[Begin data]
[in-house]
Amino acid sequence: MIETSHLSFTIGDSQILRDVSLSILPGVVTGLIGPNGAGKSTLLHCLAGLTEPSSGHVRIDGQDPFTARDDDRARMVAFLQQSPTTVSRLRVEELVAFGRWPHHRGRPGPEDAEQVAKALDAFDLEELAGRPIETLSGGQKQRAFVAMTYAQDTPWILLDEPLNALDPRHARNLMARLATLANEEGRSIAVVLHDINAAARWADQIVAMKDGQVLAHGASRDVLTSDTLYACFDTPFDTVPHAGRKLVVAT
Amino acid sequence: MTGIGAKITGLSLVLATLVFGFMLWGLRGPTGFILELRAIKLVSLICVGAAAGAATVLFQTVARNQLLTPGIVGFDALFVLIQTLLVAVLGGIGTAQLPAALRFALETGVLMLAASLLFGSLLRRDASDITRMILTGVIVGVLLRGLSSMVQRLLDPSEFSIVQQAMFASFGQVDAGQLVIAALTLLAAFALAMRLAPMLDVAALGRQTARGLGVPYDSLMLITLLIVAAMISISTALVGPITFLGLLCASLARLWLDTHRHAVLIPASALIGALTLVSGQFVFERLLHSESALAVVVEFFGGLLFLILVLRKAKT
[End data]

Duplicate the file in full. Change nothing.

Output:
[in-house]
Amino acid sequence: MIETSHLSFTIGDSQILRDVSLSILPGVVTGLIGPNGAGKSTLLHCLAGLTEPSSGHVRIDGQDPFTARDDDRARMVAFLQQSPTTVSRLRVEELVAFGRWPHHRGRPGPEDAEQVAKALDAFDLEELAGRPIETLSGGQKQRAFVAMTYAQDTPWILLDEPLNALDPRHARNLMARLATLANEEGRSIAVVLHDINAAARWADQIVAMKDGQVLAHGASRDVLTSDTLYACFDTPFDTVPHAGRKLVVAT
Amino acid sequence: MTGIGAKITGLSLVLATLVFGFMLWGLRGPTGFILELRAIKLVSLICVGAAAGAATVLFQTVARNQLLTPGIVGFDALFVLIQTLLVAVLGGIGTAQLPAALRFALETGVLMLAASLLFGSLLRRDASDITRMILTGVIVGVLLRGLSSMVQRLLDPSEFSIVQQAMFASFGQVDAGQLVIAALTLLAAFALAMRLAPMLDVAALGRQTARGLGVPYDSLMLITLLIVAAMISISTALVGPITFLGLLCASLARLWLDTHRHAVLIPASALIGALTLVSGQFVFERLLHSESALAVVVEFFGGLLFLILVLRKAKT